Burdensome regulations slow down our economy by raising the costs of doing business for companies and limiting what, how, when, and where they can operate. In a weak economic recovery that needs help to boost private sector growth, the President is doing just the opposite of what’s needed.
President Obama is moving full-speed ahead on dozens of new regulations through the last quarter of 2014. Not only will they hurt business, they may also throw a grenade in camp of his congressional colleagues running for (re)election this November.
During the State of the Union speech in January, President Obama promised (i.e., threatened) to take a go-it-alone strategy to governing if Congress refused to work with him to advance his agenda. That was no empty threat.
The White House Office of Information and Regulatory Affairs (OIRA) is on target to close 125 rules by the end of the year within two dozen rules currently under review. Compared with 2012, this is a significant rise (on par with pre-2012 levels) in regulations going into the election season. The President had an average of 127 economically significant rules during each of his first three years in office but that dropped 35 percent in 2012 prior to the elections.
Perhaps the key is not that 2012 was a congressional election as much as it was his own re-election year. That should be a sign to his congressional comrades that he is more of a friend of convenience rather than a companion in battle.
The Hill reports:
The pace of rule-making is a stark contrast from the months leading up to the 2012 presidential election, when the flow of rules came screeching to a near halt.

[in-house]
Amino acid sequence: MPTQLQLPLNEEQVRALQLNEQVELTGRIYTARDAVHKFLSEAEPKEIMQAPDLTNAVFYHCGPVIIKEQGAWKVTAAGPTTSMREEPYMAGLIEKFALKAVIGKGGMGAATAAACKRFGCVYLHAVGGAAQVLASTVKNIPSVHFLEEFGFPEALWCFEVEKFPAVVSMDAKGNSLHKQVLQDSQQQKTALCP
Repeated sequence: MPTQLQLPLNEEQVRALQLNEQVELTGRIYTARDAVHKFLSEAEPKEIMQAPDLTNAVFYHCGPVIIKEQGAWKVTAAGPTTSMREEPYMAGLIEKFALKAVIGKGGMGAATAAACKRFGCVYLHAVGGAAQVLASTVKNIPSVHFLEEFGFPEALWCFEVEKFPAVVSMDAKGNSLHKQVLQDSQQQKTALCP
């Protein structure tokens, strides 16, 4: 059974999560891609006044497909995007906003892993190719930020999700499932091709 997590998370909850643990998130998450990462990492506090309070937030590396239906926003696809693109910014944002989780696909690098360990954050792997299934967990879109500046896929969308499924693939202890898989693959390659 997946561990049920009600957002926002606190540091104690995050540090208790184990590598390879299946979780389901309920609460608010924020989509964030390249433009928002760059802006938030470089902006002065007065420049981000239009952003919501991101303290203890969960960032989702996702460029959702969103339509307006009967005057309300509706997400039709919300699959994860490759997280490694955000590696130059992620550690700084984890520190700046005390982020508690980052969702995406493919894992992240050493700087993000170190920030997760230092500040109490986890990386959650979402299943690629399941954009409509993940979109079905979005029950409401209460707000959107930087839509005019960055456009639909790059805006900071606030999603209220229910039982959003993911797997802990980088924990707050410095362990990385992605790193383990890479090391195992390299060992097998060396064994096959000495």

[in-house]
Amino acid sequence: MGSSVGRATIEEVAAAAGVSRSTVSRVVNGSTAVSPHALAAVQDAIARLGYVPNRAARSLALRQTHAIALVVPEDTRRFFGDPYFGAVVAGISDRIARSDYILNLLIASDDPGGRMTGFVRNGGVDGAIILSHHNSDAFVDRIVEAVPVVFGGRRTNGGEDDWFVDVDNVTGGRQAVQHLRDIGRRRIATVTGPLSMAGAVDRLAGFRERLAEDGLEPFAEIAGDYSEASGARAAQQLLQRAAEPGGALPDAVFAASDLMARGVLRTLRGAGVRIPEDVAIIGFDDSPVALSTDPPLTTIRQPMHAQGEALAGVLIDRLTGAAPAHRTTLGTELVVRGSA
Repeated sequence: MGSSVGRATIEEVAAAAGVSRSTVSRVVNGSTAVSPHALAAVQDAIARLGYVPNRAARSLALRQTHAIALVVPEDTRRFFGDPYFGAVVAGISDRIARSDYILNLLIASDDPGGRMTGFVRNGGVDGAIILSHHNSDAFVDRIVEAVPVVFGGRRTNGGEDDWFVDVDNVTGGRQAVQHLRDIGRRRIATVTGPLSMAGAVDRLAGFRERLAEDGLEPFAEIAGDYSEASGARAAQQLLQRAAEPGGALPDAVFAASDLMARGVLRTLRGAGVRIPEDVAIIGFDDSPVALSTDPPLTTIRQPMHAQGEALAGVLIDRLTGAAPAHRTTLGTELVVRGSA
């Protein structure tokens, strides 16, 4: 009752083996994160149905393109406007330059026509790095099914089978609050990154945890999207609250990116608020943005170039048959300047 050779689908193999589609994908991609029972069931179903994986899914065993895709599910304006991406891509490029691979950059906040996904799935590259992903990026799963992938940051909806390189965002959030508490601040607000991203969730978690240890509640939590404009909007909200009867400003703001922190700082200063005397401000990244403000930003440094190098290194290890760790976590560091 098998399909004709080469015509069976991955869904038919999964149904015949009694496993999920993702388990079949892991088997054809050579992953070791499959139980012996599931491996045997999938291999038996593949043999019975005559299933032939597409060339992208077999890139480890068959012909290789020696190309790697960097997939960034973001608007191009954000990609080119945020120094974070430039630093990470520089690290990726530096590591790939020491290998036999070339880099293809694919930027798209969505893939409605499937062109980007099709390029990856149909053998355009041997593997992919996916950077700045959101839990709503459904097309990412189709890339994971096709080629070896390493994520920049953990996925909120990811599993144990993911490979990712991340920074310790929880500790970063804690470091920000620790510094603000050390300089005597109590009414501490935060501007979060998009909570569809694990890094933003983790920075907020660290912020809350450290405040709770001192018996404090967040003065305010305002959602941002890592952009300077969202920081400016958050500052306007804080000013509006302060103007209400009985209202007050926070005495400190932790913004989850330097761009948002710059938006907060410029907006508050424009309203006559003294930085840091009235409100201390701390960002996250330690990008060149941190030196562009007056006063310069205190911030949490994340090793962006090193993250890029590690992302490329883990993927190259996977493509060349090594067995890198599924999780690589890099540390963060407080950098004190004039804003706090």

The number of economically-significant regulations that OIRA approved dropped to 83 in 2012, about a 35 percent decline from an average of about 127 rules during each of Obama’s first three years in office.
“The results of the election made people in the Obama administration realize that excessive regulation was a talking point Republicans could use,” said Susan Dudley, a former OIRA administrator during the George W. Bush administration.
The assertion from critics that the Obama administration may have been playing election-year politics during his 2012 campaign was given credence by a government report that came out late last year.
The analysis by the Administrative Conference of the United States (ACUS), an independent federal agency that monitors the government’s rule-making process, found that regulatory delays at OIRA spiked in 2012 as the administration put controversial rules on hold until after the election.
Shapiro, the former OIRA official, suggested President Obama has “less incentive” to protect Senate Democrats this time around than he had to protect himself during the 2012 campaign.
“The president has some reason to put his priorities first, because generally speaking, an individual regulation won’t play as big of a role in a congressional election,” Shapiro said. "It’s hard to see a Senate race turning on that.”
The implications of his regulations will hit small and large businesses alike. Even if, as the former OIRA official notes, no race will turn on a regulation, it may generate enough discontent that can be turned into momentum. That may create a big opportunity for Republicans. In Kentucky for example, the EPA’s climate change rule is giving conservatives a boost because the state stands to lose thousands of coal jobs. It’s hard to defend job-losing policies.
A leader shouldn't allow poll numbers to drive decision-making, and at least in this President Obama is leading. Democrats who want to gain or hold onto seats may wish for a little less of this kind of leadership just now.
More disconcerting is that he doesn’t care about the effects of his regulations. What will be his response to the thousands of Kentucky coal workers who are put out of work because of his regulations? Perhaps he's calculating that he may be out of office by then so it won’t matter to him.
President Obama has his eye is toward his legacy. There seems little restraint to the activity of his pen, and that is dangerous.